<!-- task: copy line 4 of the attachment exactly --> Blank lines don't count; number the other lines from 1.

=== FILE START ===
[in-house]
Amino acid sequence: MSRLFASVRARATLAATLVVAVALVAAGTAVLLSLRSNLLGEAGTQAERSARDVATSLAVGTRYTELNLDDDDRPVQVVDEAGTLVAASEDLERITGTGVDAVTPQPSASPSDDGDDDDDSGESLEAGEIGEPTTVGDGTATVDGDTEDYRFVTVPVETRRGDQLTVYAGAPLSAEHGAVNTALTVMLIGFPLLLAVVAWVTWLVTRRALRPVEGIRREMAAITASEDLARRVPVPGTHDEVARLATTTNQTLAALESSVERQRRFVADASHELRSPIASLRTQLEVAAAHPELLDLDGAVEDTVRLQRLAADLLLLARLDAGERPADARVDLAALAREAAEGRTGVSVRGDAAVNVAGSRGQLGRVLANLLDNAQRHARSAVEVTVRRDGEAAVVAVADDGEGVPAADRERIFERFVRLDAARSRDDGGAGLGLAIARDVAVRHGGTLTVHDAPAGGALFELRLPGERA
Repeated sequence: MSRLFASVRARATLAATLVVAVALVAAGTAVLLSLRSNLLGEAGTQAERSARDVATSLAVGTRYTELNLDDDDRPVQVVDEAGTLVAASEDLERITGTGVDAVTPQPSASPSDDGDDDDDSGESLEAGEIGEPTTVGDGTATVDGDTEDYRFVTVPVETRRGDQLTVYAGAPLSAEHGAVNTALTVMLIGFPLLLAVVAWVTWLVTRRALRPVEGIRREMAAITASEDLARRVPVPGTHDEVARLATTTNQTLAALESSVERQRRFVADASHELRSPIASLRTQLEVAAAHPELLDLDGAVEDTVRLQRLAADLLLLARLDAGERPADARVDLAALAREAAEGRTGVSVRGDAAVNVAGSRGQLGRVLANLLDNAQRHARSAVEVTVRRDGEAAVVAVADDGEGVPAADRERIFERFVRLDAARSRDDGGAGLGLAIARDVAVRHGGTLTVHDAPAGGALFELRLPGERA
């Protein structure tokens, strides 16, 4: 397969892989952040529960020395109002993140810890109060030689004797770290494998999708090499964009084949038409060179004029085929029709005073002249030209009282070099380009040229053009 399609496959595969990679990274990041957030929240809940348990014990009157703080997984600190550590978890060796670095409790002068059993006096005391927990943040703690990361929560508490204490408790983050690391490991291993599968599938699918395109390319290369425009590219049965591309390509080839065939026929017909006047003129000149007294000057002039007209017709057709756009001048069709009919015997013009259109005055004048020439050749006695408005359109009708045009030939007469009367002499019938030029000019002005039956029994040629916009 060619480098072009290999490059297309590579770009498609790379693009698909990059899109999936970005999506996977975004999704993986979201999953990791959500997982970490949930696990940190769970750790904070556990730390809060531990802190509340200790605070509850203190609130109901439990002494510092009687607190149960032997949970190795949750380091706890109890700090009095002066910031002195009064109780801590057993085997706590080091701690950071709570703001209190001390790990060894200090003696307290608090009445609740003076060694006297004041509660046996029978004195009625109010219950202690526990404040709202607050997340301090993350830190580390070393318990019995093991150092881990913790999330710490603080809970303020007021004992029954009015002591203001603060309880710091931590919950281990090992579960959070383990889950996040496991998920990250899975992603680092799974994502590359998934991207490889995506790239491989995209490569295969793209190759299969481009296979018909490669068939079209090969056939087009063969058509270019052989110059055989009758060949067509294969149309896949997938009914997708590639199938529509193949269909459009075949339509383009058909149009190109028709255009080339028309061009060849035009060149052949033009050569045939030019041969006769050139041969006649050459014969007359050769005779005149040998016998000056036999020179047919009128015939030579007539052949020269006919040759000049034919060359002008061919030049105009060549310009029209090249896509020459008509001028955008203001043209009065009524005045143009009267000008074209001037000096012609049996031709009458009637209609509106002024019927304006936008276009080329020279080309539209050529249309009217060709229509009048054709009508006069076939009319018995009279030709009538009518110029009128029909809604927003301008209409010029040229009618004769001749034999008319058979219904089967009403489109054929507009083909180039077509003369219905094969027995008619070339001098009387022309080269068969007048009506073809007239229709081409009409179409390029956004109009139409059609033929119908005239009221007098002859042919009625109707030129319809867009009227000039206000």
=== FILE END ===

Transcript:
């Protein structure tokens, strides 16, 4: 397969892989952040529960020395109002993140810890109060030689004797770290494998999708090499964009084949038409060179004029085929029709005073002249030209009282070099380009040229053009 399609496959595969990679990274990041957030929240809940348990014990009157703080997984600190550590978890060796670095409790002068059993006096005391927990943040703690990361929560508490204490408790983050690391490991291993599968599938699918395109390319290369425009590219049965591309390509080839065939026929017909006047003129000149007294000057002039007209017709057709756009001048069709009919015997013009259109005055004048020439050749006695408005359109009708045009030939007469009367002499019938030029000019002005039956029994040629916009 060619480098072009290999490059297309590579770009498609790379693009698909990059899109999936970005999506996977975004999704993986979201999953990791959500997982970490949930696990940190769970750790904070556990730390809060531990802190509340200790605070509850203190609130109901439990002494510092009687607190149960032997949970190795949750380091706890109890700090009095002066910031002195009064109780801590057993085997706590080091701690950071709570703001209190001390790990060894200090003696307290608090009445609740003076060694006297004041509660046996029978004195009625109010219950202690526990404040709202607050997340301090993350830190580390070393318990019995093991150092881990913790999330710490603080809970303020007021004992029954009015002591203001603060309880710091931590919950281990090992579960959070383990889950996040496991998920990250899975992603680092799974994502590359998934991207490889995506790239491989995209490569295969793209190759299969481009296979018909490669068939079209090969056939087009063969058509270019052989110059055989009758060949067509294969149309896949997938009914997708590639199938529509193949269909459009075949339509383009058909149009190109028709255009080339028309061009060849035009060149052949033009050569045939030019041969006769050139041969006649050459014969007359050769005779005149040998016998000056036999020179047919009128015939030579007539052949020269006919040759000049034919060359002008061919030049105009060549310009029209090249896509020459008509001028955008203001043209009065009524005045143009009267000008074209001037000096012609049996031709009458009637209609509106002024019927304006936008276009080329020279080309539209050529249309009217060709229509009048054709009508006069076939009319018995009279030709009538009518110029009128029909809604927003301008209409010029040229009618004769001749034999008319058979219904089967009403489109054929507009083909180039077509003369219905094969027995008619070339001098009387022309080269068969007048009506073809007239229709081409009409179409390029956004109009139409059609033929119908005239009221007098002859042919009625109707030129319809867009009227000039206000």